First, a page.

It was my fault. I mean, of course was was my fault, because I had the maturity of a five-year-old with the world experience of the nineteen years I'd spent on this planet. That combination always leads to trouble.
Of course, one could argue that it was technically Ben's fault, since he was the one who brought up modifying ordinary objects to make them deadly. Or perhaps an argument could be made for it being the professor's fault, since we were supposed to be taking a Machine Component Design class and he was late.
Alternatively, you could just say it was God's fault for designing my brain the way it is and leave it at that.
"I'm just saying, you could get a lot of damage out of a pocket knife with a catapult attachment," Ben was arguing. There were seven of us engineering students in the room, the other five listening to Ben and me debating with a moderate amount of amusement.
I was dismissive. "Meh, you could get a lot of damage out of anything when you give it enough speed. I knew an Army guy who modded a Nerf dart gun so that the freaking foam dart could leave bruises." I thought for a moment. "I mean, it's probably broken by now--he had four bungie cords and something like five internal springs in it. You'd need metal components to avoid inevitable rupture."
...and then came the seven words that started it all.
"Kinda like I did with my Longshot."
Ben perked up. "You modded a Nerf Longshot?"
"For range and stability, yeah. Not knockdown power," I admitted, silently cursing my big mouth. Now, of course, would come the inevitable teasing that always followed when I accidentally admitted to doing something that childish, like playing with toy dart guns--
I'd forgotten my audience. "Seriously? Did you bring it to campus?" Ben demanded.
"Yepp," I admitted.
Ben grinned. "Man, you should see my Nerf gun. I painted it to look like one of those old mobster tommy guns."
My jaw dropped--partly because that sounded cool, and partly because he'd just publicly admitted to modding Nerf guns.
Mike chimed in. "I didn't do anything that cool. I just removed the air restrictors."
One by one, the other engineers admitted to at least owning, if not modding, Nerf guns. Ben bemoaned the stigma of playing with said guns, which is when I got my Big Idea.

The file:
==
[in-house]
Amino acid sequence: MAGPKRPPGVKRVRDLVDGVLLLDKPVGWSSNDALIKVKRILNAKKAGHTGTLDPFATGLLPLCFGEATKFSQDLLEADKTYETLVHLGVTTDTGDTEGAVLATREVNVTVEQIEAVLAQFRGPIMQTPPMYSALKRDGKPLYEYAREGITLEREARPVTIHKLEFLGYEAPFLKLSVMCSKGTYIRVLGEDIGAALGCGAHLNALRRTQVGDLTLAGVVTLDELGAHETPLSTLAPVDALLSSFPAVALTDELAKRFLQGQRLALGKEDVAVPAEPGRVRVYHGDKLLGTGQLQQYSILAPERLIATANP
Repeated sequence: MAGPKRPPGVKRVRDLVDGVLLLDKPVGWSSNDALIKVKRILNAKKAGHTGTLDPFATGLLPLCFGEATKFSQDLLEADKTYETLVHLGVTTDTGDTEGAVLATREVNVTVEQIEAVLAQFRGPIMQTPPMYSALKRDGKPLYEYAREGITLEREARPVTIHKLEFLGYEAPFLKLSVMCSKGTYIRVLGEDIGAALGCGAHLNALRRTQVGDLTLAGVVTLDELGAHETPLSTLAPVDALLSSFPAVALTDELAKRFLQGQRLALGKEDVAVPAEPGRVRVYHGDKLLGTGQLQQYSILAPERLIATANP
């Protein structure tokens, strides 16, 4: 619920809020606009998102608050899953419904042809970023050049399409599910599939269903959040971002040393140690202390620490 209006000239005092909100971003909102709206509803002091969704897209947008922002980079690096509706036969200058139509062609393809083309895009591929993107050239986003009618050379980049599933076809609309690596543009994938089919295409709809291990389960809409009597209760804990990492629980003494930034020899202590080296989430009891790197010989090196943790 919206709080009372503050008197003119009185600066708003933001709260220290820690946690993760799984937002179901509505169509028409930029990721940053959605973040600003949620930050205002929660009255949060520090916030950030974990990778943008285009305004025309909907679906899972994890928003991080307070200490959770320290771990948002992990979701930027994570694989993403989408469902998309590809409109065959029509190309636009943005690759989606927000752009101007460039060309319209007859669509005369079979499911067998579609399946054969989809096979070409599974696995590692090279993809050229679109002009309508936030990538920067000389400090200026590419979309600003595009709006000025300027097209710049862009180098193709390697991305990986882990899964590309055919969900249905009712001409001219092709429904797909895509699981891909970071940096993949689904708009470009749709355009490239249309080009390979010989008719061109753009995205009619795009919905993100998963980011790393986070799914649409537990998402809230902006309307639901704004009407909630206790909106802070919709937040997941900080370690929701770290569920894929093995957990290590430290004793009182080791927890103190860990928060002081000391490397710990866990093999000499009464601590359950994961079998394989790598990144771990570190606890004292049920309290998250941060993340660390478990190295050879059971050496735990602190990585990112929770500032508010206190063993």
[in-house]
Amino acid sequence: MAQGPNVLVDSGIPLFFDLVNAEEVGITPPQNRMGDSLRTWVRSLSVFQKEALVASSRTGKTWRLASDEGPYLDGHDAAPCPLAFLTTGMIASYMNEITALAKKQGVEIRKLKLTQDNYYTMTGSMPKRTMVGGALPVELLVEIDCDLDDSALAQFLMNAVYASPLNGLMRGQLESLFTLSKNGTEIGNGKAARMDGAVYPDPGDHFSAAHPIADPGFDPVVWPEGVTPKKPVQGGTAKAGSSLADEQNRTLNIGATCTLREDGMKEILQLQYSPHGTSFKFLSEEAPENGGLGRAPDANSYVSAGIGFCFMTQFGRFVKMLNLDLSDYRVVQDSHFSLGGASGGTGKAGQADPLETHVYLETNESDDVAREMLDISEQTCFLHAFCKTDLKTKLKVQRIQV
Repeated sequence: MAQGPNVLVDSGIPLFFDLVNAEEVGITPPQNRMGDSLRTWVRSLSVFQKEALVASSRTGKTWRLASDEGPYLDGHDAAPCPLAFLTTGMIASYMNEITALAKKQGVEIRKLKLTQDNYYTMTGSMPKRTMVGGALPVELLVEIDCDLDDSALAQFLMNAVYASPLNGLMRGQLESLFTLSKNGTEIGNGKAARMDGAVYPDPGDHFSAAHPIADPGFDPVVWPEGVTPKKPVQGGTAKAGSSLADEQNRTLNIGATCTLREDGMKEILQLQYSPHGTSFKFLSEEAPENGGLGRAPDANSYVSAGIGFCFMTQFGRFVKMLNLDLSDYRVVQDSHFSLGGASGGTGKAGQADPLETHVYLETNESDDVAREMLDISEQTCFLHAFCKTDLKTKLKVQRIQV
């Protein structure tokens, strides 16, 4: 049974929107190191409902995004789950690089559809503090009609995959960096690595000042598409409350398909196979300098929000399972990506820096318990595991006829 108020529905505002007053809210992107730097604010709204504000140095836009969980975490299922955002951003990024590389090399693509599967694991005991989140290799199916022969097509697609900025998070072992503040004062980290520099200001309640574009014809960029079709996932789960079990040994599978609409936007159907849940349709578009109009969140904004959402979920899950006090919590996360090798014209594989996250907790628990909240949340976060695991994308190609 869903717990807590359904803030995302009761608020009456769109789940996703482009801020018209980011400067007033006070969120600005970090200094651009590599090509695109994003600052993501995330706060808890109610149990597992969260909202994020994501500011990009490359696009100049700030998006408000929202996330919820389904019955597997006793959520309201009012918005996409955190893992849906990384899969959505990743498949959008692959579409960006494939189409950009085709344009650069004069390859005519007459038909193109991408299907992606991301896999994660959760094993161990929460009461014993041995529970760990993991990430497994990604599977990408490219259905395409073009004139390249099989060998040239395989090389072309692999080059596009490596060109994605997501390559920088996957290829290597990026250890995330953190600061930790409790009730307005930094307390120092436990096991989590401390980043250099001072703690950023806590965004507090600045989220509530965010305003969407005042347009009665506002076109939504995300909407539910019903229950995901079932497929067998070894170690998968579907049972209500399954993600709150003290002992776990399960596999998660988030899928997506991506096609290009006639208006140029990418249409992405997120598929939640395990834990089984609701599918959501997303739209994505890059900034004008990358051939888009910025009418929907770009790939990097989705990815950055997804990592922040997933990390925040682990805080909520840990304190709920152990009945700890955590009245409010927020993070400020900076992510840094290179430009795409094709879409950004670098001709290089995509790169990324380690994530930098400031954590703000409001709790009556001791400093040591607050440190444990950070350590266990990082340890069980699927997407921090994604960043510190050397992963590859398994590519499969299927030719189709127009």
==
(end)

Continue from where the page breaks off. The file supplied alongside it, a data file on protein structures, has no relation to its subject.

"We should come back here tonight and have a war!"
"Here, where--here, Westerman?" Grant inquired, a little disbelievingly.
Westerman Hall was four stories tall, set into a hill so there were entrances on the first and third floors. A half-circle wraparound knocked off one corner of the building, and the inside was a maze of classrooms, hallways, and stairs. It was perfect for war, and I knew it.
"Darn straight, Westerman," I confirmed. "We have four floors of this--" I waved my hand at the oddly-shaped classroom, "--and no one's ever here on Friday nights."
"We should probably stay off of the second floor, though," Nate offered.
I frowned. "Why?"
"That's the biology and chemistry floor," he explained.
"What's that mean?"
"Biology is the study of life, and chemistry--" Ben started mischievously.
I rolled my eyes. "Shut up, I know what they are. I just figured all the labs would be locked up. It's not like we'll be releasing viruses or acid or something." I grinned. "Although that would give Humans versus Zombies a whole new level..."
"Have you ever been on second floor?" Mike demanded.
I shrugged. "Nope. Why?"
"Snake, lizard, and fish tanks that we definitely shouldn't break," Ben explained emphatically.
"Ah. So, three floors of awesome, then. Unless fourth floor has a nuclear lab that I don't know about?" I asked, a little sarcastically.
Chris sighed wistfully. "I wish."
"Me too. We could make glow-in-the-dark darts!" Mike wisecracked.
All of us were laughing when Professor finally bustled through the door. "Sorry I'm late. What did I miss?"
"We need a nuclear lab," Ben offered.
"Ah. Yes. I wish. Unfortunately...ah, the department doesn't have that kind of budget," Professor chuckled. "Now, let's get down to business..."
The rest of the day passed awfully slowly. Finally, however, it was 8pm, the agreed-upon meeting time. I lugged a few choice Nerf guns up the hill to Westerman, including my Longshot in the mix. Surprisingly, Ben had beaten me up there and was already laying out his gear. To my amusement, he was also wearing a trenchcoat.
"I figured I would be fashionable," he explained when I gave him a quizzical look. Snapping open a saxophone case, he began putting together his tommy gun. "What do you think?"
"Very mafia," I complimented him. "Especially the music case."